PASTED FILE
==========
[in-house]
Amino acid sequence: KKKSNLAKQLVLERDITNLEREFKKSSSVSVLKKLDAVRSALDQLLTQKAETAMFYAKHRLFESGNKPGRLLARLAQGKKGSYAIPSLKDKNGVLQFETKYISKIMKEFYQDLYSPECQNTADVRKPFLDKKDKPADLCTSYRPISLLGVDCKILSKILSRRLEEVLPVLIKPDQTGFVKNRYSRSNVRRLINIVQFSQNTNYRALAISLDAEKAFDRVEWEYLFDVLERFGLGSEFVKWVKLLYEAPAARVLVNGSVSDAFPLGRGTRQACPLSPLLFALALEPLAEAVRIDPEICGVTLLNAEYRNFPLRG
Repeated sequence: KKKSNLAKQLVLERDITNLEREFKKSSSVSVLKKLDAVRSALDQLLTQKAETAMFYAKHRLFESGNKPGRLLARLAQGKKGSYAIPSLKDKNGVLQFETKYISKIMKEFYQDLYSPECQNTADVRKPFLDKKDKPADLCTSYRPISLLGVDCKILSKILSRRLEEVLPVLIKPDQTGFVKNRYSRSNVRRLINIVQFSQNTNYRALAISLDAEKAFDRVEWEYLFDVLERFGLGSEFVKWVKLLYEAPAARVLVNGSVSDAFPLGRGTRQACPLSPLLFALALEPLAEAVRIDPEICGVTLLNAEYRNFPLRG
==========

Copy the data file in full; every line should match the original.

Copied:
[in-house]
Amino acid sequence: KKKSNLAKQLVLERDITNLEREFKKSSSVSVLKKLDAVRSALDQLLTQKAETAMFYAKHRLFESGNKPGRLLARLAQGKKGSYAIPSLKDKNGVLQFETKYISKIMKEFYQDLYSPECQNTADVRKPFLDKKDKPADLCTSYRPISLLGVDCKILSKILSRRLEEVLPVLIKPDQTGFVKNRYSRSNVRRLINIVQFSQNTNYRALAISLDAEKAFDRVEWEYLFDVLERFGLGSEFVKWVKLLYEAPAARVLVNGSVSDAFPLGRGTRQACPLSPLLFALALEPLAEAVRIDPEICGVTLLNAEYRNFPLRG
Repeated sequence: KKKSNLAKQLVLERDITNLEREFKKSSSVSVLKKLDAVRSALDQLLTQKAETAMFYAKHRLFESGNKPGRLLARLAQGKKGSYAIPSLKDKNGVLQFETKYISKIMKEFYQDLYSPECQNTADVRKPFLDKKDKPADLCTSYRPISLLGVDCKILSKILSRRLEEVLPVLIKPDQTGFVKNRYSRSNVRRLINIVQFSQNTNYRALAISLDAEKAFDRVEWEYLFDVLERFGLGSEFVKWVKLLYEAPAARVLVNGSVSDAFPLGRGTRQACPLSPLLFALALEPLAEAVRIDPEICGVTLLNAEYRNFPLRG